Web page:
Rep. Robert Goodlatte, who chairs the House Judiciary Committee, believes a key reason that immigration reform efforts have failed in the past is because many members of Congress do not understand the complexities of the issue.

The Virginia Republican, who as House Judiciary chair holds considerable sway over how immigration reform talks go in the chamber, points out that he is only one of a few members in the House with expertise in immigration law. So the former immigration lawyer has begun holding immigration classes, which he characterizes as presentations, for House members and staffers.

“This is for all members of Congress,” said Goodlatte in an interview with Fox News Latino in his Rayburn Building office. “We have hour-long presentations that allow time for comments and questions.”

Goodlatte, whose committee handles immigration matters, said the issue was a complicated one.

“The reason the immigration bill failed in 2007 in the U.S. Senate, when you had a Republican president and Democratic Congress, was that they did not follow regular order, they did not take this through the process of hearings on all the components, where you educate members. Most members of Congress did not have a lot of familiarity with [immigration].”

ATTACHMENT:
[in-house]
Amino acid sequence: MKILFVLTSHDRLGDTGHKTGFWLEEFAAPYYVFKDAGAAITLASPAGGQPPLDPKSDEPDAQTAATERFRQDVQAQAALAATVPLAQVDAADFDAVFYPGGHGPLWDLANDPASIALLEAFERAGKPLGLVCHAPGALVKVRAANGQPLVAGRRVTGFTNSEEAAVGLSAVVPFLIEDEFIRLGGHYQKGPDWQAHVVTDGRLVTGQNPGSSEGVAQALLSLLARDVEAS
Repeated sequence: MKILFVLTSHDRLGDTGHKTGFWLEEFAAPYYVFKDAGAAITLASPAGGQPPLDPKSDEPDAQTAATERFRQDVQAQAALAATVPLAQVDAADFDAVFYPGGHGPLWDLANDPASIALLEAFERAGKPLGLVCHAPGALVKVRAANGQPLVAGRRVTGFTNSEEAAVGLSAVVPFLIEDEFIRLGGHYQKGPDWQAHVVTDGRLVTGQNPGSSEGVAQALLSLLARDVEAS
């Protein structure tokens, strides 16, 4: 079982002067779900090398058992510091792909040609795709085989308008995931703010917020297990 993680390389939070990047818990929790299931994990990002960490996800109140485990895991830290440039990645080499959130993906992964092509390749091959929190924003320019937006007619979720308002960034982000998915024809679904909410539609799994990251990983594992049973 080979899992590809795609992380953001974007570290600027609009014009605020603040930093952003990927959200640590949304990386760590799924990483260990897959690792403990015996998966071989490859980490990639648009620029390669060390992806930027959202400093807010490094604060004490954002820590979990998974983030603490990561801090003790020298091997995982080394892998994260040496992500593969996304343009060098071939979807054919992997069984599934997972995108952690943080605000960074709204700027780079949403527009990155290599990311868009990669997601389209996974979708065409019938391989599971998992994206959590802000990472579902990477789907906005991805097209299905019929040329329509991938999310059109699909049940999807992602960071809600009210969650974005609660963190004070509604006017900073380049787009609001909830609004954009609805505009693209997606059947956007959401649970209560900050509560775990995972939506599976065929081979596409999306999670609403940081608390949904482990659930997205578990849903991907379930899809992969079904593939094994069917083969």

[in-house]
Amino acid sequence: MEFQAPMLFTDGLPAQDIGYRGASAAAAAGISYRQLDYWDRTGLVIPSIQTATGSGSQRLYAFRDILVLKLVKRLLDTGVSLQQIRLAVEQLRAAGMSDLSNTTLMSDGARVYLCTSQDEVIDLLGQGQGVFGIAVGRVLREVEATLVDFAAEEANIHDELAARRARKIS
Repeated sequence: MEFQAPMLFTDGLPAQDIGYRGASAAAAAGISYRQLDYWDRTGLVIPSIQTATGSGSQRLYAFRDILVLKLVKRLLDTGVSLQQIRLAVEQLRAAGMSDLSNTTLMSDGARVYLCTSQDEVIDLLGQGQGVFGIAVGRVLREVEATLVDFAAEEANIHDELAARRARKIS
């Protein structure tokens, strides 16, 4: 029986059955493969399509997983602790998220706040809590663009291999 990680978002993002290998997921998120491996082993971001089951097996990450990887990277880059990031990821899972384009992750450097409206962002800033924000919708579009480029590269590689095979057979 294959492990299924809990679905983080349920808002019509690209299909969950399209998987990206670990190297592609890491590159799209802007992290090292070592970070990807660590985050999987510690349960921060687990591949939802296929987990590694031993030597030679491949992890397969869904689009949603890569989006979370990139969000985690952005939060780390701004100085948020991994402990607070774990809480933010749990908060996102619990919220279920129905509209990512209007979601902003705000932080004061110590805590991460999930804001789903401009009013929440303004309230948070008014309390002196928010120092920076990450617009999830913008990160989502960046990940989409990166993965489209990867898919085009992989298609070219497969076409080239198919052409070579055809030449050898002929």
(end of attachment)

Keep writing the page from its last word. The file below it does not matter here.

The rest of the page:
We have 435 members, so we’re going to have a lot of work to do to have these members understand. We’ve had two [presentations] so far, we plan to do a lot more of them.

- Rep. Robert Goodlatte, chairman of the House Judiciary Committee

The immigration presentations, Goodlatte said, aim to cover the nuts and bolts of the process of gaining admission to the United States, enforcement, illegal immigration, as well as the different types of undocumented immigrants, such as those who illegally crossed the border, those who entered the United States lawfully but overstayed their visas, and so-called DREAMers, who were brought to the country as minors.

The move comes as momentum is high for a comprehensive reform bill that would both tighten enforcement and find some way for undocumented immigrants – estimated at 11 million – to come out of the shadows. A bipartisan group in the U.S. Senate unveiled a proposal that would provide a pathway to legalization for undocumented immigrants who meet a strict set of criteria, but that would kick in after the border is deemed secure. President Obama unveiled his own proposal, which is similar to that of the senators, except that it would not make legalization contingent on first securing the border.